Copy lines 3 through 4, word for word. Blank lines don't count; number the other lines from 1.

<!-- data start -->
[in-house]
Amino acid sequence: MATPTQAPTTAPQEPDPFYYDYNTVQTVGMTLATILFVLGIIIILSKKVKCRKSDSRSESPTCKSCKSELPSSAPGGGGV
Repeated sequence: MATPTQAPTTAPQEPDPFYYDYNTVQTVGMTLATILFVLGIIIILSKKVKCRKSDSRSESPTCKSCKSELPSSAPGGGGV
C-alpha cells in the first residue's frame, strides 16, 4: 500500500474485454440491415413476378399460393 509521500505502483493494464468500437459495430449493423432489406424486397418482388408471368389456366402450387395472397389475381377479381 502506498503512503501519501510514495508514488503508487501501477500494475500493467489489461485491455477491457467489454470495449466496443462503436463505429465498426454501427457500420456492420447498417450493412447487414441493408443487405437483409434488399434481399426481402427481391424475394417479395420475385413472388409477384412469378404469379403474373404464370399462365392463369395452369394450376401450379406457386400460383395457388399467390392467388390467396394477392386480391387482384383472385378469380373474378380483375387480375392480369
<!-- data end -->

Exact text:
Repeated sequence: MATPTQAPTTAPQEPDPFYYDYNTVQTVGMTLATILFVLGIIIILSKKVKCRKSDSRSESPTCKSCKSELPSSAPGGGGV
C-alpha cells in the first residue's frame, strides 16, 4: 500500500474485454440491415413476378399460393 509521500505502483493494464468500437459495430449493423432489406424486397418482388408471368389456366402450387395472397389475381377479381 502506498503512503501519501510514495508514488503508487501501477500494475500493467489489461485491455477491457467489454470495449466496443462503436463505429465498426454501427457500420456492420447498417450493412447487414441493408443487405437483409434488399434481399426481402427481391424475394417479395420475385413472388409477384412469378404469379403474373404464370399462365392463369395452369394450376401450379406457386400460383395457388399467390392467388390467396394477392386480391387482384383472385378469380373474378380483375387480375392480369